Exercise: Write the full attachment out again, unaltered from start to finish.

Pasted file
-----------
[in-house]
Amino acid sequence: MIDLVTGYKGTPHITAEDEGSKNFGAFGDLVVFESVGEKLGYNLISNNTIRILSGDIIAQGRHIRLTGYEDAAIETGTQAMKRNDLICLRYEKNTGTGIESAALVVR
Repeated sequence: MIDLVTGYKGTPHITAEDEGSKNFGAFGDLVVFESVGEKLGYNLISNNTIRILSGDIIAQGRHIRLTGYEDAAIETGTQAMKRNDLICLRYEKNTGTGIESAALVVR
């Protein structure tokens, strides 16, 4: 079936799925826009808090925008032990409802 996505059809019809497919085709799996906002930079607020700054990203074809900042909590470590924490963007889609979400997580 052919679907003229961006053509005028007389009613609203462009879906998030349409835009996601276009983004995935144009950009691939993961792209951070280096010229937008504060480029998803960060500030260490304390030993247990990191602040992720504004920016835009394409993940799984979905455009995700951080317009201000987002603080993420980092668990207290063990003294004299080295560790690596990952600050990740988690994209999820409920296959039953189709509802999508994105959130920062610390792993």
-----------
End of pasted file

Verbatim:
[in-house]
Amino acid sequence: MIDLVTGYKGTPHITAEDEGSKNFGAFGDLVVFESVGEKLGYNLISNNTIRILSGDIIAQGRHIRLTGYEDAAIETGTQAMKRNDLICLRYEKNTGTGIESAALVVR
Repeated sequence: MIDLVTGYKGTPHITAEDEGSKNFGAFGDLVVFESVGEKLGYNLISNNTIRILSGDIIAQGRHIRLTGYEDAAIETGTQAMKRNDLICLRYEKNTGTGIESAALVVR
């Protein structure tokens, strides 16, 4: 079936799925826009808090925008032990409802 996505059809019809497919085709799996906002930079607020700054990203074809900042909590470590924490963007889609979400997580 052919679907003229961006053509005028007389009613609203462009879906998030349409835009996601276009983004995935144009950009691939993961792209951070280096010229937008504060480029998803960060500030260490304390030993247990990191602040992720504004920016835009394409993940799984979905455009995700951080317009201000987002603080993420980092668990207290063990003294004299080295560790690596990952600050990740988690994209999820409920296959039953189709509802999508994105959130920062610390792993």